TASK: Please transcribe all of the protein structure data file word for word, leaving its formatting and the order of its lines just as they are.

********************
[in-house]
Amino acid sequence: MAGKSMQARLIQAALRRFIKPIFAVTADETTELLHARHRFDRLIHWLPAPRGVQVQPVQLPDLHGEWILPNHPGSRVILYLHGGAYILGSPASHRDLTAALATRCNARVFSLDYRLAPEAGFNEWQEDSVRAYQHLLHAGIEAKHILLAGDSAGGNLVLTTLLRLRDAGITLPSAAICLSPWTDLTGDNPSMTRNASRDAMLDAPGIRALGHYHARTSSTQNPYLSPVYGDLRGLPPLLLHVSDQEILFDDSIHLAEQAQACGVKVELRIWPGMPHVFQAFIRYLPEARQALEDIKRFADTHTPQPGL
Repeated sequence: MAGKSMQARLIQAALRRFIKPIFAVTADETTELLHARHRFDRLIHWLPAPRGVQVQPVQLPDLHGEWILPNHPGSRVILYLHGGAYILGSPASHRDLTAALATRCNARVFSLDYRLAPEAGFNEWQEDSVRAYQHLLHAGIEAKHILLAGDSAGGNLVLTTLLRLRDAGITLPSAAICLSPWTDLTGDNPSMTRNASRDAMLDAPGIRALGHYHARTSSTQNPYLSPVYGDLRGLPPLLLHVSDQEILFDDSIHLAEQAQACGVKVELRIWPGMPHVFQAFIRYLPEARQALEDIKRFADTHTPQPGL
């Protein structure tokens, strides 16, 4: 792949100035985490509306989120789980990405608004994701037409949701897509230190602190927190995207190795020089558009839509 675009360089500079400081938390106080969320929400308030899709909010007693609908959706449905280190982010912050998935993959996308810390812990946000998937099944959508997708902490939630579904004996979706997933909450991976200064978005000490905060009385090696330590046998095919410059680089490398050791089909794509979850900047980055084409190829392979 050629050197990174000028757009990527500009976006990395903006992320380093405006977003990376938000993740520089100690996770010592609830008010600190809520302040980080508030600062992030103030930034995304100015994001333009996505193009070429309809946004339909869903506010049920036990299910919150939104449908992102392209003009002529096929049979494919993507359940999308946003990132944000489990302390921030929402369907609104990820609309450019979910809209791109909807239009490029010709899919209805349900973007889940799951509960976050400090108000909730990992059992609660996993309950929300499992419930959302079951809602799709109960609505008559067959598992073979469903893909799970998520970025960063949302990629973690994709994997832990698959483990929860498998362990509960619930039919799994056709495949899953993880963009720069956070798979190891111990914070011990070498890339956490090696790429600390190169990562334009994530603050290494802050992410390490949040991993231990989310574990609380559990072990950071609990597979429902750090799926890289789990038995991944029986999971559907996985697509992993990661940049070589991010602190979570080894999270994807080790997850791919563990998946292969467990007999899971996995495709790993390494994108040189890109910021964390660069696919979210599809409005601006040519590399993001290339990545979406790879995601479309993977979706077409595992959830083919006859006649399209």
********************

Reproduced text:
[in-house]
Amino acid sequence: MAGKSMQARLIQAALRRFIKPIFAVTADETTELLHARHRFDRLIHWLPAPRGVQVQPVQLPDLHGEWILPNHPGSRVILYLHGGAYILGSPASHRDLTAALATRCNARVFSLDYRLAPEAGFNEWQEDSVRAYQHLLHAGIEAKHILLAGDSAGGNLVLTTLLRLRDAGITLPSAAICLSPWTDLTGDNPSMTRNASRDAMLDAPGIRALGHYHARTSSTQNPYLSPVYGDLRGLPPLLLHVSDQEILFDDSIHLAEQAQACGVKVELRIWPGMPHVFQAFIRYLPEARQALEDIKRFADTHTPQPGL
Repeated sequence: MAGKSMQARLIQAALRRFIKPIFAVTADETTELLHARHRFDRLIHWLPAPRGVQVQPVQLPDLHGEWILPNHPGSRVILYLHGGAYILGSPASHRDLTAALATRCNARVFSLDYRLAPEAGFNEWQEDSVRAYQHLLHAGIEAKHILLAGDSAGGNLVLTTLLRLRDAGITLPSAAICLSPWTDLTGDNPSMTRNASRDAMLDAPGIRALGHYHARTSSTQNPYLSPVYGDLRGLPPLLLHVSDQEILFDDSIHLAEQAQACGVKVELRIWPGMPHVFQAFIRYLPEARQALEDIKRFADTHTPQPGL
């Protein structure tokens, strides 16, 4: 792949100035985490509306989120789980990405608004994701037409949701897509230190602190927190995207190795020089558009839509 675009360089500079400081938390106080969320929400308030899709909010007693609908959706449905280190982010912050998935993959996308810390812990946000998937099944959508997708902490939630579904004996979706997933909450991976200064978005000490905060009385090696330590046998095919410059680089490398050791089909794509979850900047980055084409190829392979 050629050197990174000028757009990527500009976006990395903006992320380093405006977003990376938000993740520089100690996770010592609830008010600190809520302040980080508030600062992030103030930034995304100015994001333009996505193009070429309809946004339909869903506010049920036990299910919150939104449908992102392209003009002529096929049979494919993507359940999308946003990132944000489990302390921030929402369907609104990820609309450019979910809209791109909807239009490029010709899919209805349900973007889940799951509960976050400090108000909730990992059992609660996993309950929300499992419930959302079951809602799709109960609505008559067959598992073979469903893909799970998520970025960063949302990629973690994709994997832990698959483990929860498998362990509960619930039919799994056709495949899953993880963009720069956070798979190891111990914070011990070498890339956490090696790429600390190169990562334009994530603050290494802050992410390490949040991993231990989310574990609380559990072990950071609990597979429902750090799926890289789990038995991944029986999971559907996985697509992993990661940049070589991010602190979570080894999270994807080790997850791919563990998946292969467990007999899971996995495709790993390494994108040189890109910021964390660069696919979210599809409005601006040519590399993001290339990545979406790879995601479309993977979706077409595992959830083919006859006649399209």